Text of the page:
Nuclear production again was higher last year, which supported the result and then higher achieved power prices and lower taxes in Sweden supported the result. And of course on the annual level compatibly with DA going from 6.03 to 7.62 is a good result than the same can be seen in compatible profit, operating profit as well and comparable return on net assets grew to 11.2%.
CD solutions did improve the result slightly Q4 from 110 to 113 in EBITDA and comparable operating profit from €61 million to €68 million. So this is going to the right direction but our ambition level is clearly higher. We are not yet happy with this result that we have actions ongoing, both in Hafslund integration, but also in several other fronts where our goal is to improve the result from this level. This is now, as I said, developing to the right direction but fairly slowly you can see some signs of improvement but we want to go higher.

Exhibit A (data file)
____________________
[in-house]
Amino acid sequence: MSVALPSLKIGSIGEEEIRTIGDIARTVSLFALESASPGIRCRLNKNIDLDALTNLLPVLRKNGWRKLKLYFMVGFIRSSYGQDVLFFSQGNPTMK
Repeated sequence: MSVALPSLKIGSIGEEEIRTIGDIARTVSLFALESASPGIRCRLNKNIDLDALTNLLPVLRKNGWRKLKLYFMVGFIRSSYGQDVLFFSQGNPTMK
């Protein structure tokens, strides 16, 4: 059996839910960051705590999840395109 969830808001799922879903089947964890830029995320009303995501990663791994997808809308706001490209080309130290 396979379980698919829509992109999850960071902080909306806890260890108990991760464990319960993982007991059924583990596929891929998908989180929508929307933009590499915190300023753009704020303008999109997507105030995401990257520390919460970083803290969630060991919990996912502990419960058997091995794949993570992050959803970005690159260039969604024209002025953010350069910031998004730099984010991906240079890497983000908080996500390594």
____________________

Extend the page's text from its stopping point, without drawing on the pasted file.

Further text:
The same comment about consumer solutions. We have in EBITDA a strong improvement in reported comparable EBITDA from €57 million to €110 million. But just for transparency, I want to highlight here that that includes an accounting change coming from IFRS15, which had a positive effect of €32 million. And it has to do with the capitalization of sales commissions that had to be reported to be compliant with IFRS. So this affects comparable EBITDA in a positive way. But of course even without that EBITDA would have improved, mainly because of Hafslund.
I said in the beginning of last year that 2018 would be a challenging year from profitability point of view, which was of course exactly what happened, but the same comment that’s about CD solutions that now the synergy effects through Hafslund integration, which are on track towards the 2020 targets that we have published. They will start to deliver results as we expect during 2019.